Alcohol use and binge alcohol intake continues to fall among youth in the United States, according to new findings. A new report by the U.S. government shows that both alcohol intake and binge alcohol use among young people fell significantly between 2002 and 2013.
The survey of 67,000 respondents found that just over 50% of U.S. citizens in 2013 reported being alcohol users while 23% (equivalent to approximately 60 million people) reported being binge alcohol consumers. The study is consistent with the findings of other surveys over the past few years and coincides with campaigns by federal and local governments to reduce underage drinking.
For instance, a study by the University of Michigan from last December found that high school students increasingly make alcohol free choices, with about 75% of seniors disapproving of alcohol use during the weekends.
The U.S. government report is the latest evidence that alcohol might be losing some of its allure for underage youth, defined in the study as 12 to 20 years old. Based on the survey, which involved more than 30,000 people in that age group across the country, there are about 8.7 million underage alcohol users in the United States, and about 5.4 million were binge alcohol users.
This means that underage alcohol use has been declining from 28.8% to 22.7%. The proportion of binge alcohol users — people who consumed five or more alcohol beverages during one occasion — reportedly decreased from 19.3% to 14.2%, according to the report by the Substance Abuse and Mental Health Services Administration (SAMHSA). Yet alcohol still remains the most widely used substance of abuse among youths aged 12 to 20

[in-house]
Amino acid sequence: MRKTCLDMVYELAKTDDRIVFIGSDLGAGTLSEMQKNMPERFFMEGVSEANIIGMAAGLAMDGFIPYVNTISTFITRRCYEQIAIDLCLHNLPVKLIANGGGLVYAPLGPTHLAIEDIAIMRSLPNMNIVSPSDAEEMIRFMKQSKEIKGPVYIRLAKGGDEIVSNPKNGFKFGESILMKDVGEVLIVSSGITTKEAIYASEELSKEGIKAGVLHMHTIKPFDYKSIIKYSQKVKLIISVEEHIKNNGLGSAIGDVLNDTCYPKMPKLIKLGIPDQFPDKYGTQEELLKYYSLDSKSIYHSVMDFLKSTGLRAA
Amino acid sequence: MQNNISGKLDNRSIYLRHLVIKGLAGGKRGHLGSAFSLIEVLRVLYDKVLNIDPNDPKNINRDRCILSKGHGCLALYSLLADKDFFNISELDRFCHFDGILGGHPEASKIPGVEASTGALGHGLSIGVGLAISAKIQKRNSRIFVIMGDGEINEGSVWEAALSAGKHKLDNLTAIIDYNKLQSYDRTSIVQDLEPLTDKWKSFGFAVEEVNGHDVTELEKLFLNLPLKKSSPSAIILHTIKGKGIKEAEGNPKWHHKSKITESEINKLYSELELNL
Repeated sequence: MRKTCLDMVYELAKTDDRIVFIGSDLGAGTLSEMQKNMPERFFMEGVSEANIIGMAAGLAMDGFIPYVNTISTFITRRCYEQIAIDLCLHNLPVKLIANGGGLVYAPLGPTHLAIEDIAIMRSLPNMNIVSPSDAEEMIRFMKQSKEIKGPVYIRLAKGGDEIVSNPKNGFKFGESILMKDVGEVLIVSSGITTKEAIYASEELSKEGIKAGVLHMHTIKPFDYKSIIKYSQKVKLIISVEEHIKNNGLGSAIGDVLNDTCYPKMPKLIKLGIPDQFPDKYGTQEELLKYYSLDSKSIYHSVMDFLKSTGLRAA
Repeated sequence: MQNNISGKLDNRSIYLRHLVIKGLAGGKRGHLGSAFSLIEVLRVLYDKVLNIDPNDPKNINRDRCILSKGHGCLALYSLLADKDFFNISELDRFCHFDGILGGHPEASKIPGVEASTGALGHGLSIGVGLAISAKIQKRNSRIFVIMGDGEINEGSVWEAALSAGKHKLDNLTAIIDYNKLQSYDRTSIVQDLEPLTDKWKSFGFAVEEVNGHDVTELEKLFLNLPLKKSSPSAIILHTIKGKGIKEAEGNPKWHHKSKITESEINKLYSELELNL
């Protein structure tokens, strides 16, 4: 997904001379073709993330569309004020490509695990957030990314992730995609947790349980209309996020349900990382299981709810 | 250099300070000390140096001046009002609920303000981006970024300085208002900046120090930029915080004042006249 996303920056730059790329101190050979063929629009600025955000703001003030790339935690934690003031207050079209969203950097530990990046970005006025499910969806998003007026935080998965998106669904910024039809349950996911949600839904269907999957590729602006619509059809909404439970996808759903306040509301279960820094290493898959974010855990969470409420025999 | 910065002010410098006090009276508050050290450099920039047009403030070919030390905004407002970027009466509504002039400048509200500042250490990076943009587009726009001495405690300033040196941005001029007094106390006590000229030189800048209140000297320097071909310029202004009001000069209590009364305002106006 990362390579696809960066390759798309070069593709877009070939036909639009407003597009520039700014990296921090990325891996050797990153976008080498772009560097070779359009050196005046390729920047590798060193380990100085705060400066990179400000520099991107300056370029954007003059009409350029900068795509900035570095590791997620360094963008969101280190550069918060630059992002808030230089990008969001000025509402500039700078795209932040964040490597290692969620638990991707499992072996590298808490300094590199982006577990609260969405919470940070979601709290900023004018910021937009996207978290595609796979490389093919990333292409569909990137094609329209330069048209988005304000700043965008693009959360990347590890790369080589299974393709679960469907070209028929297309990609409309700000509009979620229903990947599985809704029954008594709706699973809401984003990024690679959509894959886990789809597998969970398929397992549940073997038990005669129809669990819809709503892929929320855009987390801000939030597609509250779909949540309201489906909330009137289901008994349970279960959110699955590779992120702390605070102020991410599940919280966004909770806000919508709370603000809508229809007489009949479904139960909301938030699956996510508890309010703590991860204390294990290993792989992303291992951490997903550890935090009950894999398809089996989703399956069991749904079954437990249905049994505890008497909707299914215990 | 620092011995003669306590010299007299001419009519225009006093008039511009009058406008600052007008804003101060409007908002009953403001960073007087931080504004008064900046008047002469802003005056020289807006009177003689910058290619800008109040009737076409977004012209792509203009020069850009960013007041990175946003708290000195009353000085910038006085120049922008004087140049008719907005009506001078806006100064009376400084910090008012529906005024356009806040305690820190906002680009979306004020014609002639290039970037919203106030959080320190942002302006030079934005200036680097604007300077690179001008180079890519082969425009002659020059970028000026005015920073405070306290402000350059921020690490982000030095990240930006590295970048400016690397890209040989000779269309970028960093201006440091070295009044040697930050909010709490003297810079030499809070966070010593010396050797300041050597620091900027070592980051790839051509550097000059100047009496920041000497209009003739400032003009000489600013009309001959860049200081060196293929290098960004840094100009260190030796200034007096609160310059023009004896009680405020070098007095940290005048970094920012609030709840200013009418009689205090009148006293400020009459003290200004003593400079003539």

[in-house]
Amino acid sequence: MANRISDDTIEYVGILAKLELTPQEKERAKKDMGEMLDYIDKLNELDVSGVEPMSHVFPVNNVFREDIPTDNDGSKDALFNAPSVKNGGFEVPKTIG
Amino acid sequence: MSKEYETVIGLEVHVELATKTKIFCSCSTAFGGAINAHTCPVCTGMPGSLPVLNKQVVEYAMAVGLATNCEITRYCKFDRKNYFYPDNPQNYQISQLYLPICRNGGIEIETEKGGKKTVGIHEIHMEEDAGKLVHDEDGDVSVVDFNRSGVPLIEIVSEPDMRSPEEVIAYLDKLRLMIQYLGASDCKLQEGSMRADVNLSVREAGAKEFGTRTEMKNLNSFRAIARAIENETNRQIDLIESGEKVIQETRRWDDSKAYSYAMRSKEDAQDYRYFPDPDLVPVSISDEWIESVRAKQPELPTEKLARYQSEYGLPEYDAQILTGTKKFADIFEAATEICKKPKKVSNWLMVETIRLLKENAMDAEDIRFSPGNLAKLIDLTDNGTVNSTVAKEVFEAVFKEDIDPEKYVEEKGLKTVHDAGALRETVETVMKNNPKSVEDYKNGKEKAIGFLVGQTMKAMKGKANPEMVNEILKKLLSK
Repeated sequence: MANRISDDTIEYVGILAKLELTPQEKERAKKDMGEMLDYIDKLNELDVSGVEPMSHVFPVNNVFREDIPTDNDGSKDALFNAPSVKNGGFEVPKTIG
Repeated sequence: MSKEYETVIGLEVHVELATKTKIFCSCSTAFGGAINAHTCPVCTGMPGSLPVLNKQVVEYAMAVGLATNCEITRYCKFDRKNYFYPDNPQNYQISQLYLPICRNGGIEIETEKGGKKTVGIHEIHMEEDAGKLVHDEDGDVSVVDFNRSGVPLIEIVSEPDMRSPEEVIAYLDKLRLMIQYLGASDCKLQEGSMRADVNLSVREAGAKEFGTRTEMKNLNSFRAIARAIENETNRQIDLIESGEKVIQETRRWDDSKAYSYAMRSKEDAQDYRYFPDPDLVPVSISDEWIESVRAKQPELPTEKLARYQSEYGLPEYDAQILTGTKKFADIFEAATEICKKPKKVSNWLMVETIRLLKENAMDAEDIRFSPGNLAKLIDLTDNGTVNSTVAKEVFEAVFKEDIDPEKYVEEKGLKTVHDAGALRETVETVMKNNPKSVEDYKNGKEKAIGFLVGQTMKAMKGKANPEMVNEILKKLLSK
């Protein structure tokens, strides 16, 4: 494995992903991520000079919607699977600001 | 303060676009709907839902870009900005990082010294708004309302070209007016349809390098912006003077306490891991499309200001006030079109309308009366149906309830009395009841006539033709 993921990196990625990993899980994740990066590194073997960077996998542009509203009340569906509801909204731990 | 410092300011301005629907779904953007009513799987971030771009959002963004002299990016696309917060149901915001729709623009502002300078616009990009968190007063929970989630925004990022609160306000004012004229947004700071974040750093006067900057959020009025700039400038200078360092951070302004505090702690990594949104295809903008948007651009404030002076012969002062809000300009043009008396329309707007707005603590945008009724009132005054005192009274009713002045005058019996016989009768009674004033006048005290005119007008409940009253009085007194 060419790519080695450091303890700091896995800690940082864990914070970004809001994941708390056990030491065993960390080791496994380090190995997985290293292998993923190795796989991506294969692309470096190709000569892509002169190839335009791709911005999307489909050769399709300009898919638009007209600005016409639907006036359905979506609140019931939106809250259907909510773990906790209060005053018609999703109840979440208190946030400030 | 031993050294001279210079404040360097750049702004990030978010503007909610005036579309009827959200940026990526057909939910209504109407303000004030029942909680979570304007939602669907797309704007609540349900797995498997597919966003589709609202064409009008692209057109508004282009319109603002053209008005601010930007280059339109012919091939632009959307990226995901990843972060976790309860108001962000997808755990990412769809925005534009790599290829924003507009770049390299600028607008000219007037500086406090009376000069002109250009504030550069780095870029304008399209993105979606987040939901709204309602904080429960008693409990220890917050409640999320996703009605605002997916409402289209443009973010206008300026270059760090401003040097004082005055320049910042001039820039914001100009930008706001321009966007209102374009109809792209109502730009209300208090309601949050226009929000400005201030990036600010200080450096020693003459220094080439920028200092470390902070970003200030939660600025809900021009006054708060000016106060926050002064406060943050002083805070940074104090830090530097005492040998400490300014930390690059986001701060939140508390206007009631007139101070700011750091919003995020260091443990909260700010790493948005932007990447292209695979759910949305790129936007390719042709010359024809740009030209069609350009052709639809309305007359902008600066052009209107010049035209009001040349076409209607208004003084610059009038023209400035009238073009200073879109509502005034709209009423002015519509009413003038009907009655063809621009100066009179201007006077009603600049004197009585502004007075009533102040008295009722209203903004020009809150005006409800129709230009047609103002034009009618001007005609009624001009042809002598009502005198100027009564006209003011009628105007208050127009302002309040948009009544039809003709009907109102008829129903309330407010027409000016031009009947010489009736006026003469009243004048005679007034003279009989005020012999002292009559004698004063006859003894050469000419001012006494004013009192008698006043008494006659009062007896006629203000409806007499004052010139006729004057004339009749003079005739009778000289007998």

The survey also found that alcohol remains the preferred substance of abuse among youths – which continues to pose major health and social problems in the United States.
Evidence shows that underage alcohol use can impede brain development and contribute to incidents such as violence, car crashes and drowning. Alcohol is a factor in the deaths of some 4,300 underage alcohol users every year and in hundreds of thousands of hospital visits, according to the Center for Disease Control (CDC).
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